first computer readable program code means for causing the computer to receive a first input indicative of whether the borrower has previously defaulted on a financial obligation; second computer readable program code means for causing the computer to receive a second input comprising a plurality of credit factors indicative of the ability of the borrower to repay a financial obligation in the predefined market; third computer readable program code means for causing the computer to determine, using said first input and said second input, a set of weights to be placed on each of said plurality of credit factors; and fourth computer readable program code means for causing the computer to calculate, using said plurality of credit factors and said set of weights, a probability of default for the borrower. 21. The computer program product of fifth computer readable program code means for causing the computer to set each of said set of weights to a pre-determined value; sixth computer readable program code means for causing the computer to calculate, using said plurality of credit factors and said set of weights, a first probability of default for the borrower; seventh computer readable program code means for causing the computer to measure said first probability of default to determine a level of fitness; eighth computer readable program code means for causing the computer to determine when said level of fitness is not a good fit; and ninth computer readable program code means for causing the computer to set each of said set of weights to a new calculated value when said eighth computer readable program code means determines said level of fitness is not a good fit. 22. The computer program product of fifth computer readable program code means for causing the computer to use E sixth computer readable program code means for causing the computer to use said value as input into E 23. The computer program product of fifth computer readable program code means for causing the computer to graphically output said probability of default for the borrower. 24. The computer program product of fifth computer readable program code means for causing the computer to determine, using said first input, a level of predictive accuracy for said probability of default; sixth computer readable program code means for causing the computer to determine, when said level of predicative accuracy satisfies a pre-determined threshold, whether said set of weights are unstable; and seventh computer readable program code means for causing the computer to generate, when said sixth computer readable program code means determines that said set of weights are unstable, a new set of weights to be placed on each of said plurality of credit factors; whereby said new set of weights are deemed sufficiently accurate and stable to be used as a basis for assessing the risk of default within the predefined market of different, new borrowers. Description 1. Field of the Invention The present invention relates generally to financial management systems, and more particularly to data processing systems for predicting the likelihood (or risk) of particular borrowers defaulting on their financial obligations. 2. Related Art The use of standard multivariate non linear regression techniques are known for financial analysis. These techniques are described in: Ohlson, J., The “credit worthiness” of a particular company or particular borrower, the two terms being used interchangeably, or of a portfolio or predefined set of borrowers is a measure of the ability of that particular company or of all companies within the portfolio to repay their financial obligations (i.e., debt) or to pay the agreed upon amount of interest on their debt. The “ability of a company to repay or service a debt” is accepted in the banking community to be a function of the company's “fundamental financial characteristics.” “Fundamental financial characteristics” differ in nature depending on the type of entity, its business and the economic environment or market in which that entity, company or set of companies operate. In the banking community, these fundamental financial characteristics are called “credit factors.” Common examples of credit factors include: (1) financial ratios derived from a company's balance sheet or income statement (e.g., total debt/total assets, interest expense/gross income, etc.); (2) industry information (e.g., growth, margins, etc.); and (3) character information such as reputation, experience, track record of senior management, etc. Within a bank or other lending entity, credit officers have the responsibility for analyzing companies' credit factors. That is, credit officers are charged with ascertaining which companies have or have not in the past honored their financial obligations. Through these observed patterns credit officers attempt to build, in their own mind, a “credit memory” of the most striking characteristics of the companies who will or will not repay their credit obligations. The latter category of companies are labeled “defaulting companies.” There are several degrees of “default.” These range in severity from a company missing one financial obligation payment after an acceptable grace period, to a company becoming bankrupt. “Credit risk” in the following description is meant as the bank or lender's risk of loss resulting from the default of clients or banking counterparties. Few lending institutions in developing countries (e.g., southeast Asia) collect credit factors on the companies to which they have extended loans. Even those lenders who do collect credit factors, none process this information to derive a measure of credit worthiness on individual clients. The measure of credit worthiness would influence the banks' decision to extend a loan and how the resulting credit risk should be managed (e.g., through interest pricing, reserving in anticipation of default, etc.). This practice developed in light of the booming economies of southeast Asia during the past 10 years and up until the second quarter of 1997. Very few financial defaults occurred during that period resulting in banks being eager to lend irrespective of the associated risk. Applicants recognized that the high level of debt among southeast Asian companies were the first signs of a possible economic slow-down and that more defaults were likely to happen. Because of the established practice in this financial market of not analyzing credit factors and the lack of methodology and system to do so, Applicants anticipated that local banks would not be able to monitor nor to manage the declining credit-worthiness of their clients. The recent financial crisis in southeast Asia shows that Applicants' concern were well founded. Applicants' testing of regional interest in southeast Asia for an automated process aiming at quantifying the credit worthiness of borrowing companies using locally available credit factors, lead to the development of the present invention. The consulting firm of Oliver, Wyman & Company, of New York, N.Y., has developed a method for predicting borrower default that differs from the present invention and is not adapted for predicting risk in emerging countries. Though it is not known whether there has been any publication or commercialization of any system or method based on their method, Oliver, Wyman & Company is believed to have developed a technique of linear regression to obtain a probability of default for a borrower (i.e., the regression function they use is a linear function). By contrast, the present invention uses a logistic function which, as explained below, is a significant improvement. To estimate the weights which are required to obtain the probability of default, Oliver, Wyman is believed to use the technique called the method of least squares, whereas the present invention uses a logistic function and the method of maximum likelihood which is more accurate for non-linear functions. Finally, the Oliver, Wyman definition of predictive accuracy for the method they have developed, is the statistical measure known commonly as “R-square.” If the R-square is high enough, the weights are retained and the probabilities of default generated are deemed to be accurate. There is however no demonstrated mathematical link between the value of the common statistical measure known as R-square, and the predictive accuracy of the Oliver, Wyman method. By contrast, the test of the accuracy of the probabilities of default quantified by the invention is the predictive accuracy observed on actual samples of borrowers, and expressed as a percentage of these borrowers whose default or non default events have been correctly anticipated. The Oliver, Wyman approach additionally suffers from the drawbacks described below. The present invention meets the above-mentioned needs by providing a system, method, and computer program product for assessing risk within a predefined market. More specifically, in one illustrative embodiment of the present invention, a probability of default quantification method, system, and computer program product (collectively referred to herein as “system”) assists banks and other lenders in emerging countries or, by extension, any entity extending credit to borrowers in a predefined market or economic environment. The present invention operates by processing client information (i.e., the credit factors) that banks have available to derive a measure of credit-worthiness for their clients individually, and for a client's entire portfolio as a group or set of borrowing entities in a particular economic environment. The measure of credit worthiness derived is the underlying company's(ies') probability of default (i.e., a percentage number between 0% and 100% representing the likelihood of credit obligation default). The present invention has particular usefulness, though not limited thereto, in emerging countries (e.g., non G10 countries—an informal group consisting of the ten largest industrial economies of the world) because of the absence of reliable public information which could be used as “market proxies” to assess credit risk. Market proxies include, for example, publicly available equity prices or corporate bond yields. The system thus fills an important information gap on the credit worthiness of companies in emerging countries. The system however has applications in any country for the purpose of assessing the credit worthiness of companies or entities, even though alternative ways to assess credit risk exist in developed countries such as through publicly available information. Compared to the noted Oliver, Wyman approach, the system of the present invention has particular advantages to predict credit risk. For banks or any institution extending credit to companies or other entities in emerging countries who want to quantify the credit worthiness of their corporate or commercial clients, one of the alternatives to the system of the present invention is to apply to their loan portfolio the credit risk quantification tools used by banks in the U.S., Japan or in Western Europe. For background purposes, these alternative tools belong to two main categories. First, these known tools use market proxies to assess credit risk. This is the most common approach used by banks in the U.S., Japan and Western Europe. The assumption made when market proxies are used is that the market price of equities or corporate bonds reflect all information relevant to determine the credit worthiness of companies. Another way to state this assumption is that equity and corporate bond markets are so efficient and transparent that equity and corporate bond prices fairly represent the value of companies and thus their likelihood of defaulting. This of course may only be true in the most regulated, shareholder driven and largest markets. None of these characteristics hold true in most countries, especially in emerging countries. Second, these tools use credit factors calculated for U.S. or Western Europe companies and comparison to events of default having occurred in the U.S. or Western Europe. This is the approach used by U.S. rating agencies and this is also the approach believed to be used by Oliver, Wyman. The assumption made when this approach is used is that the same credit factors, (i.e., those of American or Western European companies) should be used for any company, irrespective of its accounting and cultural conventions. As all banks or entities extending credit in emerging countries use different credit factors to reflect the information available and relevant for their company clients, using this approach implies that the above “U.S.” credit factors need to be recalculated. In the process, important local information not captured by these U.S. credit factors may be lost. The system of the present invention offers significant advantages over the two above-mentioned approaches. These significant differentiating advantages and novel features are mentioned here and described in more detail below. One advantage of the present invention is that the input into the system is more convenient because it already exists and is better suited for analyzing the local financial environment or market. The system uses as input the credit factors already collected, for example, by local banks or local users wanting to use the system. This is important because in most countries market proxies do not exist or do not provide a fair representation of the likelihood of default for companies and, hence, cannot be used. This is also important because of different financial reporting conventions between the western world and emerging countries which would lead to local information important to assess the probability of default getting lost in the process (e.g., on the use of intra-group cash flows or guarantees). Another advantage of the present invention is that, in an embodiment, the system is suited to emerging countries. Another advantage of the present invention is that, as further described below, it uses a non-linear regression technique as one of its underlying techniques. This contrasts with the second alternative tool described above which assumes that the probability of default of a company is linearly related to individual credit factors. Significant test runs by the Applicants demonstrate conclusively that the relationship between a credit factor and the probability of default is not linear in emerging countries. A further advantage of the present invention is that it uses a database of local companies or entities within the market or economic environment of interest as a reference to apply the non-linear regression technique. This contrasts with approaches common in the western world, for instance those of most U.S. rating agencies, which use a database of U.S. companies as a reference. For instance if the system is used to assess the probability of default of Thai companies, then the database underlying the system will contain Thai companies or companies from similar neighboring countries. Applicants have conducted tests which demonstrate conclusively that using U.S. companies as reference data leads to significantly over estimated probabilities of default and bias the results. Yet still, a further advantage of the present invention is that it produces more stable results. The two known approaches, described above, have been found to produce unstable results. That is, depending on the sample of companies for which a probability of default is quantified, the patterns of credit worthiness identified by these methodologies fluctuate. This means that the same company could be identified with these approaches as having both a high probability of default and a low probability of default depending on which sample the company belongs to. Further, the present invention allows a lending institution to assess the impact of future economic or industrial scenarios. In an embodiment of the present invention, the credit factors input into the system are weighted averages of the last three years of credit factors in the form of ratios or codes. Consequently, future scenarios can be accommodated through the manual input of a new “rolled-over” weighted average credit factor based on the value of credit factors in the two prior years and on how the scenario will affect future credit factors in the coming year. Any such scenario is processed by the system to quantify the probability of default of any company or group of companies in the year of the scenario. The present invention results in a new and better perspective on the credit worthiness of companies in emerging countries. The present invention provides processed information that was previously not available, and that is very useful to manage the assets of banks. In particular, the present invention proves useful to banks operating in emerging countries where there exists an absence of market proxies for credit risk, such as reliable and liquid equity indices. The present invention also significantly improves on previous practices due to its automated mathematical process that allows the consistent and rapid quantification of probabilities of default. The present invention further introduces analytical techniques in the field of emerging market credit assessment, which was up to now mostly subjective in nature. Finally, the system is commercially different from possible alternatives in that it produces more stable and accurate results. Further features and advantages of the invention as well as the structure and operation of various embodiments of the present invention are described in detail below with reference to the accompanying drawings. The accompanying drawings, which are incorporated herein and form part of the specification, illustrate the present invention and, together with the description, further serve to explain the principles of the invention and to enable a person skilled in the pertinent art to make and use the invention. I. System Architecture II. System Inputs III. System Overview IV. Assessing Risk: Pattern Recognition Processing V. Projections VI. Output Graphics Facility VII. Stability Processing VIII. Example Implementations IX. Conclusion Referring to When the system Second, companies for which it is not known whether the company has ever defaulted on one of its credit obligation, but all of the credit factors Lastly, companies where all credit factors Further, in an embodiment of the present invention, before any of the companies are entered into the reference database As a result of the architecture or format of the data base As shown in A purpose of the system The system By collecting relevant financial and non-financial information on borrowers For example, many businesses that default on their debt repayment obligations may show financial statements that get progressively worse as the date of default approaches. If therefore in the future, a business is observed whose financial statements show a close match to those of a business that defaulted on a loan in the past. It is likely that such businesses also are likely to default. By calculating a probability of default, P, the system Due to the complexity and volume of the modern business environment and the great volume of credit factors Referring to The reference database Which company is made to belong to which section of the reference database The logic underlying the system After the data has been input in step There are numerous borrowers Referring to The meaning of the symbols appearing in E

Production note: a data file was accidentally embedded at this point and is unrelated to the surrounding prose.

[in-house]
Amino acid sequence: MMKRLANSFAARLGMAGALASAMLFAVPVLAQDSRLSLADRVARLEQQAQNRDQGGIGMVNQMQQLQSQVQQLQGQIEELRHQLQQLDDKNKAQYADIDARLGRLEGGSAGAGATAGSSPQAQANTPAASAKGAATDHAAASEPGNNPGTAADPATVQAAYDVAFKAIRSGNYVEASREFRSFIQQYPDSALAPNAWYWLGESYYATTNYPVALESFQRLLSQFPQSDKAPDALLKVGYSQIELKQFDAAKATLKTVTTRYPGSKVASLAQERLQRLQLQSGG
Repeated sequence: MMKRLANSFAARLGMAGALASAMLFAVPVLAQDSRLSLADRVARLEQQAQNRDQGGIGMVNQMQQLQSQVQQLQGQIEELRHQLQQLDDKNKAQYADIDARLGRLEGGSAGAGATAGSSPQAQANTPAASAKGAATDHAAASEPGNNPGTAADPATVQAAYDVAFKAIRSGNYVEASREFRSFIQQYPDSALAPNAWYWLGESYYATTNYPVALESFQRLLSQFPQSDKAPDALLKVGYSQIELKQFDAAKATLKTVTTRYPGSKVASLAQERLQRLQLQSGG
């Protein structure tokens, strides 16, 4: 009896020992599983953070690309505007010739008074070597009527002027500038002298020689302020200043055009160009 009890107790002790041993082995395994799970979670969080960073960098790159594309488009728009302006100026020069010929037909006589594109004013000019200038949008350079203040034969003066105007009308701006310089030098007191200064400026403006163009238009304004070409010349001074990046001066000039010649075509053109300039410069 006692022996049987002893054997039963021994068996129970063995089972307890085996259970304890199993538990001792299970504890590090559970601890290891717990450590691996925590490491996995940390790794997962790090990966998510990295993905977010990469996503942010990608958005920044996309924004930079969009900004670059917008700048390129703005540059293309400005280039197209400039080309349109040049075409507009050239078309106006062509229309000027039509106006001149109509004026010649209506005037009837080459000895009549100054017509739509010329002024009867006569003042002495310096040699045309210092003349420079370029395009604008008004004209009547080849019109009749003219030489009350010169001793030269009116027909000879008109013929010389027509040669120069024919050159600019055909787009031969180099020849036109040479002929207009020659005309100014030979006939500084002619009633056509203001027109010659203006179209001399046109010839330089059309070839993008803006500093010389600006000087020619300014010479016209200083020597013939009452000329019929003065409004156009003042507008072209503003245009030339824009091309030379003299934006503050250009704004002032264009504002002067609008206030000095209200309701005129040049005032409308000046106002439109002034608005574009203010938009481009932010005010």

The expression (1+e The technique of equating a function (e.g., the combination of weights, b, and credit factors As shown in By listing all the calculated probabilities, P, one per borrower It is also known at this stage, because it is recorded in the estimation database The system In accordance with an illustrative embodiment of the present invention, system The meaning of the symbols appearing in E
Steps The technique used to find the values of the weights which return the, smallest value for the function f(b) is an optimization technique called “Maximum Likelihood Estimation”, one illustrative embodiment of which is described in the above-cited Collett et al., “ The principles behind the maximum likelihood estimation technique is a process of automated iterative “trials and errors”, i.e., by iterating possible values for the weights, b, a large number of times into E There are available many standard maximum likelihood estimation iteration techniques to determine the possible value of the weights. The illustrative embodiment technique currently used by step The exact iteration technique to be used by the system As noted above, the process reiterates through steps The proprietary function is then checked by the step As a result, when the “optimal” weights, b, are applied to the credit factors The system Referring to In step A vector of zeros and ones can be formed as before to represent the defaults and non-defaults recorded in the validation database If the level of “fit” is optimal (i.e., the change in value of the proprietary function is less or equal to 10 However, there can be cases where it is not certain which credit factors This process is continued until a set of credit factors Still referring to If the new optimal set of weights, b, are sufficiently close to previous optimal values the weights are sufficiently stable. That is, for example, if the resulting values of probabilities of default, P, are within 5% of their original values as calculated by applying the previous optimal values into E In an alternative embodiment, step The user is first required to define the number of mini routines to be run. In an embodiment, the minimum number of routines it set to thirty. Using the input number of routines, the algorithm randomly extracts many different cross-sections of the reference database Steps If the tests of steps Probabilities of default can now be calculated for any borrower In one illustrative embodiment of the present invention, the steps illustrated in Referring to An example is provided in The optimal weights, b, saved in the general memory database As indicated in As the system From a management perspective, the graph of In step The graph of In a further application of the present invention, the lending institution can run scenarios more than one year forward for each industry or economic sector within its portfolio and obtain a picture of the future evolution of probabilities of default by industry for each year of scenario. This is achieved by using the scenario option for each year of the scenario. Probabilities of default are then calculated as described in step In For further refinement, knowing that the fifth credit factor The system Further, a borrower Though applicable to any market or economic environment, the system A further use for the system Referring to At the end of each iteration of the bootstrap algorithm, the Maximum Likelihood estimates of the weights, b, and their predictive accuracy are stored. When the bootstrap algorithm has terminated after N iterations (as defined by the user) there are now N candidate weights (i.e., N vectors of weights) as the final weights to be retained by the model. For some of these vectors the optimization process dd not converge and so the weights will be very large in absolute size. In these cases, it may be that the accuracy being calculated is the default rate of the validation sample, so it may be possible to get very high accuracy, which is however spurious because the estimates of likelihoods are all zero or one. Therefore these weights are removed using the following algorithm: For each credit factor If the candidate set of weights after this procedure is less than, for example, six, then the system If at least six candidate weights are found, then the next step is to pick one final set of weights from this candidate set. First the mean accuracy of these weights is calculated. Then the mean value of each weight is calculated across the candidate set. A vector is then constructed, each of whose components are the mean values of the weights attaching to each credit factor. Thus this vector consists of values in the middle of the range of each weight. If there are M credit factors x−y)^{2} EUsing this metric the distance between each candidate set of weights and the constructed vector of means is calculated. The set of weights closest to this vector is retained by the model as the final set of weights, and the associated predictive accuracy of that set of weights in that particular iteration of the bootstrap is returned as the final model accuracy. Thus, the stability algorithm does not select the absolute most accurate set of weights. Instead, it returns a set of weights whose values are close to the mean values observed during the bootstrap process and whose overall accuracy is in the middle of the range. By choosing this accuracy, the model is returning the “intrinsic accuracy” of the reference database Random sampling error is simulated by using a Monte Carlo technique—the reference database Whatever the procedure used to pick stable weights, if from the bootstrap process it is found that the standard deviation of the accuracy is high (e.g., significantly greater than 10%) then even if a stable set of weights can be found, the quality of the data in the reference database The present invention (i.e., system Computer system Computer system In alternative embodiments, secondary memory Computer system In this document, the terms “computer program medium” and “computer usable medium” are used to generally refer to media such as removable storage drive Computer programs (also called computer control logic) are stored in main memory In an embodiment where the invention is implemented using software, the software can be stored in a computer program product and loaded into computer system In another embodiment, the invention is implemented primarily in hardware using, for example, hardware components such as application specific integrated circuits (ASICs). Implementation of the hardware state machine so as to perform the functions described herein will be apparent to persons skilled in the relevant art(s). In yet another embodiment, the invention is implemented using a combination of both hardware and software. While various embodiments of the present invention have been described above, it should be understood that they have been presented by way of example, and not limitation. It will be apparent to persons skilled in the relevant art(s) that various changes in form and detail can be made therein without departing from the spirit and scope of the invention. More specifically, though a number of applications of the present invention have been described above, it will be apparent to those skilled in the relevant art(s) that system ‘These are the VBA proprietary functions used within the system ‘The functions “hide” the logistic functions used within the model. ‘Written by Alan Wong and Andy Yang, November 1997 ‘© 1997 IQ Financial Systems, Inc. All rights reserved. Option Explicit ‘Function to calculate the weighted data ‘WD1 is the result of weighting credit factors for 1 company ‘C1 is the constant from the logistic function ‘A1 are the other weights from the logistic function ‘A2 are the credit factors of a particular company ‘ Function WD1(C1 As Double, A1 As Object, A2 As Object) As Double WD1=C1+Application.SumProduct(A1, A2) End Function ‘Function to calculate the log likelihood function ‘LL1 is the log-likelihood, which is to be minimized to solve for ‘the weights ‘WD2 is the result of weighting the credit factors ‘Observed is the actual outcome of the company ‘i.e. 0=fail, 1=success Function LL1(WD2 As Double, Observed As Integer) As Double LL1=(Log(1+Exp(WD2))−Observed*WD2) End Function ‘function to calculate the log likelihood function without ‘the WD1 function LL2 is the log-likelihood, which is to be ‘minimized to solve for the weights ‘C2 is the constant from the logistic function ‘A1 are the other weights from the logistic function ‘A2 are the credit factors of a particular company ‘i.e. 0=fail, 1=success Obs is the actual outcome of the ‘is a temporary variable containing the weighted credit factors ‘company’ WD3 Function LL2(C2 As Double, A1 As Object, A2 As Object, Obs As Integer) As Double Dim WD3 As Double WD3=C2+Application.SumProduct(A1, A2) LL2=(Log(1+Exp(WD3))−Obs*WD3) End Function ‘function to calculate logistic function ‘ ‘p ‘WD are the weighted credit factors ‘ Function p p End Function Referenced by